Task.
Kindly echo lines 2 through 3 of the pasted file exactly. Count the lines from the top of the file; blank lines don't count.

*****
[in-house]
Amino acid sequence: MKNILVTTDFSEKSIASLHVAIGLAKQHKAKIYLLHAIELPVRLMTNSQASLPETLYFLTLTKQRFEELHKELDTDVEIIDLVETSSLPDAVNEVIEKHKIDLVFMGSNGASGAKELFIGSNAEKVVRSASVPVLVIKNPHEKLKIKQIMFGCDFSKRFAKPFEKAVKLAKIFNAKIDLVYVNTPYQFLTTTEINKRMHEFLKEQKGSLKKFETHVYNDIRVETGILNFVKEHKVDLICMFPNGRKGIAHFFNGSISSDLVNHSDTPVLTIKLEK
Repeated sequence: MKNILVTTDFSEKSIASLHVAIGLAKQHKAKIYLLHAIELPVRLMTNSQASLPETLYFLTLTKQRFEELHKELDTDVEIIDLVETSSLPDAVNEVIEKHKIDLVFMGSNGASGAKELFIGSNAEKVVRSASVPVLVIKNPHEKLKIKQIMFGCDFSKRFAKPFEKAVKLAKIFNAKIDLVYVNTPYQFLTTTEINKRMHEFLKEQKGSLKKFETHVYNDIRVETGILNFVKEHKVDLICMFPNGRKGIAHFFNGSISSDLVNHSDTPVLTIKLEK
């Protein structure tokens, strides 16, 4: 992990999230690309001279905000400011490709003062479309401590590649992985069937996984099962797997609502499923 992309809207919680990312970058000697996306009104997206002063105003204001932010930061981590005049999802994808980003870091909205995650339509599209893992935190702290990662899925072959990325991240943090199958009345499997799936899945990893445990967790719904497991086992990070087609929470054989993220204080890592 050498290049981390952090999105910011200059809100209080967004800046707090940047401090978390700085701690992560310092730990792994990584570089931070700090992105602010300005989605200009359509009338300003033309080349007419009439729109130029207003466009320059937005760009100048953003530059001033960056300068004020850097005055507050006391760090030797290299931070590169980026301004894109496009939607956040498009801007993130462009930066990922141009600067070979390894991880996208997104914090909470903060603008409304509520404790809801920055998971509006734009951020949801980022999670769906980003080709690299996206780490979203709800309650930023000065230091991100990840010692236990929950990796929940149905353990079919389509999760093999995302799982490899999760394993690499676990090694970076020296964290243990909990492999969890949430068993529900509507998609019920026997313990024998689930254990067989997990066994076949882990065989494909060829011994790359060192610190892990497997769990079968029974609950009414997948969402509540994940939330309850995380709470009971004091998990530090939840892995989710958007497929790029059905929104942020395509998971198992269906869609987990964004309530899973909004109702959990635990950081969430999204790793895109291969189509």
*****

Amino acid sequence: MKNILVTTDFSEKSIASLHVAIGLAKQHKAKIYLLHAIELPVRLMTNSQASLPETLYFLTLTKQRFEELHKELDTDVEIIDLVETSSLPDAVNEVIEKHKIDLVFMGSNGASGAKELFIGSNAEKVVRSASVPVLVIKNPHEKLKIKQIMFGCDFSKRFAKPFEKAVKLAKIFNAKIDLVYVNTPYQFLTTTEINKRMHEFLKEQKGSLKKFETHVYNDIRVETGILNFVKEHKVDLICMFPNGRKGIAHFFNGSISSDLVNHSDTPVLTIKLEK
Repeated sequence: MKNILVTTDFSEKSIASLHVAIGLAKQHKAKIYLLHAIELPVRLMTNSQASLPETLYFLTLTKQRFEELHKELDTDVEIIDLVETSSLPDAVNEVIEKHKIDLVFMGSNGASGAKELFIGSNAEKVVRSASVPVLVIKNPHEKLKIKQIMFGCDFSKRFAKPFEKAVKLAKIFNAKIDLVYVNTPYQFLTTTEINKRMHEFLKEQKGSLKKFETHVYNDIRVETGILNFVKEHKVDLICMFPNGRKGIAHFFNGSISSDLVNHSDTPVLTIKLEK